DOYLE v. STATEAnnotate this Case
DOYLE v. STATE
1978 OK CR 44
578 P.2d 366
Case Number: F-77-688
Oklahoma Court of Criminal Appeals
An Appeal from the District Court, Cleveland County; Elvin Brown, District Judge.
David Lee Doyle, appellant, was charged and convicted for the offense of Kidnapping to Extort Money; was sentenced to ten (10) years' imprisonment, and he appeals. Judgment and sentence is AFFIRMED.
Charles E. Wadsack, Norman, for appellant.
Larry Derryberry, Atty. Gen., Robert L. McDonald, Asst. Atty. Gen., Jerry Earl Benson, Legal Intern, for appellee.
BUSSEY, Presiding Judge:
[578 P.2d 367]
¶1 Appellant, David Lee Doyle, hereinafter referred to as defendant, was charged, tried and convicted in the District Court, Cleveland County, Case No. CRF-77-49, for the offense of Kidnapping to Extort Money in violation of 21 O.S. 1971 § 745 [21-745]. His punishment was fixed at ten (10) years' imprisonment and from said judgment and sentence a timely appeal has been perfected to this Court.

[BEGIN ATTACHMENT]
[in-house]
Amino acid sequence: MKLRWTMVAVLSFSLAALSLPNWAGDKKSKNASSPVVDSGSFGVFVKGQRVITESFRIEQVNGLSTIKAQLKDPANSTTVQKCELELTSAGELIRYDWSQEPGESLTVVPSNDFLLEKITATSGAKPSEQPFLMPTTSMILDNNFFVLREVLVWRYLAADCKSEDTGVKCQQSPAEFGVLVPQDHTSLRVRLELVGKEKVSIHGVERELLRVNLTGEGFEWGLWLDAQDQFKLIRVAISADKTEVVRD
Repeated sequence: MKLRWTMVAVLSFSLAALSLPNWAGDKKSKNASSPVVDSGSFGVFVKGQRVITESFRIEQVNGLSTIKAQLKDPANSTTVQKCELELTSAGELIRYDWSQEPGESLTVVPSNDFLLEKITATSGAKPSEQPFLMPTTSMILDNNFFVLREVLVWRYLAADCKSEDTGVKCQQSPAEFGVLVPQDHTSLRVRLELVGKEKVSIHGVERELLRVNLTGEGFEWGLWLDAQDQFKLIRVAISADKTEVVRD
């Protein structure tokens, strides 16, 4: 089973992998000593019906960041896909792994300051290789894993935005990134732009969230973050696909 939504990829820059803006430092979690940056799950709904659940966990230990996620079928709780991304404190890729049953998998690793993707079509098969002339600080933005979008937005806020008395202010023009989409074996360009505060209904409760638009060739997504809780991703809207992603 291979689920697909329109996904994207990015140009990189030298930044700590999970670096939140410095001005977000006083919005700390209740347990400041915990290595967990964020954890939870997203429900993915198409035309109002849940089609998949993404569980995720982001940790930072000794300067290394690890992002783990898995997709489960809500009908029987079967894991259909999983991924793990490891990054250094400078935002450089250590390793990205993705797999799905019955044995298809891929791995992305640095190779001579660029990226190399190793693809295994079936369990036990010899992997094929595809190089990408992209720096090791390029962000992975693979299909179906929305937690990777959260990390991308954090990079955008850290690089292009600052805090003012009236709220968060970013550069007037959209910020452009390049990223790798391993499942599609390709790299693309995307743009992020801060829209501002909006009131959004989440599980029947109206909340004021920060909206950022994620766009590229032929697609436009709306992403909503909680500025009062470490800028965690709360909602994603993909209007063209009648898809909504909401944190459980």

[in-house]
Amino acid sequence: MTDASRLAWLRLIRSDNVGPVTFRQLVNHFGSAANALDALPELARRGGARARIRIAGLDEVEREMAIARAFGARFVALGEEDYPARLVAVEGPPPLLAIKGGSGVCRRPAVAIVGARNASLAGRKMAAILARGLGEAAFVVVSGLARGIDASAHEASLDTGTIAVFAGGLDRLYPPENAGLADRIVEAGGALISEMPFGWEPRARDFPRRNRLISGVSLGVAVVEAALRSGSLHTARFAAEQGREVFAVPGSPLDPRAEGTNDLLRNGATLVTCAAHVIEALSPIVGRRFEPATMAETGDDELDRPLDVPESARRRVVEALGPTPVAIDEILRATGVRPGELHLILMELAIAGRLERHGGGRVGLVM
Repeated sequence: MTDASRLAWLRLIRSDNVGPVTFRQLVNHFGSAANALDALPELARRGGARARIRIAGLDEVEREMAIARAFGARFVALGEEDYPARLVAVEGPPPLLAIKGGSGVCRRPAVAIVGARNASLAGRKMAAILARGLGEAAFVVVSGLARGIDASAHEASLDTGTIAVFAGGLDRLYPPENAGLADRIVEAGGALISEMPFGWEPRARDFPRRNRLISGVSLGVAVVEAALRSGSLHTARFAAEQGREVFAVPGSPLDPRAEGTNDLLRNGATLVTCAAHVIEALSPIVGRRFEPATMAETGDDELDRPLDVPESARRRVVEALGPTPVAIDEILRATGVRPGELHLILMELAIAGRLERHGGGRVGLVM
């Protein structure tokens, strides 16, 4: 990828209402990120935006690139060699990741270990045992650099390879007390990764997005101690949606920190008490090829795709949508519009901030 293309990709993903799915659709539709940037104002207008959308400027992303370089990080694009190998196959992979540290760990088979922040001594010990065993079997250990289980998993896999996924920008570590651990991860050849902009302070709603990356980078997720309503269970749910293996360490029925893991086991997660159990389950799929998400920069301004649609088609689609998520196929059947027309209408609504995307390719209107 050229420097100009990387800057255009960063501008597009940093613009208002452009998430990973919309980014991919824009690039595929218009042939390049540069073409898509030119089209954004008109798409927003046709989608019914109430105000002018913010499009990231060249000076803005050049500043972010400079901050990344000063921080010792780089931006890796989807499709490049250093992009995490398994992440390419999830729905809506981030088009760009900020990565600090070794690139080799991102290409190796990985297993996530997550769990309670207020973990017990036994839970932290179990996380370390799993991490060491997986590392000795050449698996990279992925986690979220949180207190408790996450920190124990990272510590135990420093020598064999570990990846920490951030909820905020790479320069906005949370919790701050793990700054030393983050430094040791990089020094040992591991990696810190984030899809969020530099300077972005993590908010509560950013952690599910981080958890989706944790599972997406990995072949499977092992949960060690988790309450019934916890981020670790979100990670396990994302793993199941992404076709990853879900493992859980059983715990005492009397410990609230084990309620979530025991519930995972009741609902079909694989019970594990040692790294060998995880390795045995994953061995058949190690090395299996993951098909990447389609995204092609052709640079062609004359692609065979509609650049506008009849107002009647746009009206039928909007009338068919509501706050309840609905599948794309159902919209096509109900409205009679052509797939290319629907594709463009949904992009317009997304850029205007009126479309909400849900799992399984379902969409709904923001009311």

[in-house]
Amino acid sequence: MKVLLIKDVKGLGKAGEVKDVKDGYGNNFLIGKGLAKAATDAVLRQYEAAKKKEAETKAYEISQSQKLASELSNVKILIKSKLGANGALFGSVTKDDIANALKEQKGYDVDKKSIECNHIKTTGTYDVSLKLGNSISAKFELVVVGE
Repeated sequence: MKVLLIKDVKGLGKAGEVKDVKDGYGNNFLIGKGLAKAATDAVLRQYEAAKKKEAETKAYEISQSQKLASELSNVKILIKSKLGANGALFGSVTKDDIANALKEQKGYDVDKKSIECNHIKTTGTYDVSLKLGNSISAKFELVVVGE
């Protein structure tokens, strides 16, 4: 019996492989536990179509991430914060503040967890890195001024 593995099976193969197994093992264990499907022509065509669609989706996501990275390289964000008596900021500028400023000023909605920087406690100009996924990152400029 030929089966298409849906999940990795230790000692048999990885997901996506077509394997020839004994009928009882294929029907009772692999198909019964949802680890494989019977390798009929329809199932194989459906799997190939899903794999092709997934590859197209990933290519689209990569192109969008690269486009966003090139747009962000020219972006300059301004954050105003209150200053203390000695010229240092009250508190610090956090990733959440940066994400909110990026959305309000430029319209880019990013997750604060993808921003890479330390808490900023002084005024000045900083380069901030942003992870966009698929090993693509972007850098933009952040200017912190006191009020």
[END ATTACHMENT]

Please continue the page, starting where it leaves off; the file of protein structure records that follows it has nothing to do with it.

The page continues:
¶2 At the trial J.N. testified that on the evening of February 7, 1977, she attended a movie at the Boomer Theatre in Norman, Oklahoma. She left the theatre at approximately 11:00 p.m. and walked toward her car which was parked across the street. A man, whom J.N. identified in court as the defendant, came up behind her holding a knife and demanded her car keys. He then ordered her to get into the car. The defendant followed the witness into the car, directed her to lock the door, and drove the car through Norman south on Interstate 35. He asked her how old she was and whether she had any money. She had eighty-six dollars in her billfold, which she dropped behind the seat. The defendant stopped at a scenic turnoff at Turner Falls and ordered J.N. to get into the back seat and to remove her clothing. He then got into the back seat with her and raped her. Again he questioned her about money; he searched the car and found her billfold in the back seat. The defendant drove to Dallas, Texas, and stopped in the parking lot of a Ramada Inn Motel. He told J.N. if she would not call the police he would return half her money. He gave her thirty-six dollars, got out of the car and [578 P.2d 368] disappeared into the shadows. The witness drove to a nearby bus station and reported the incident to a police officer.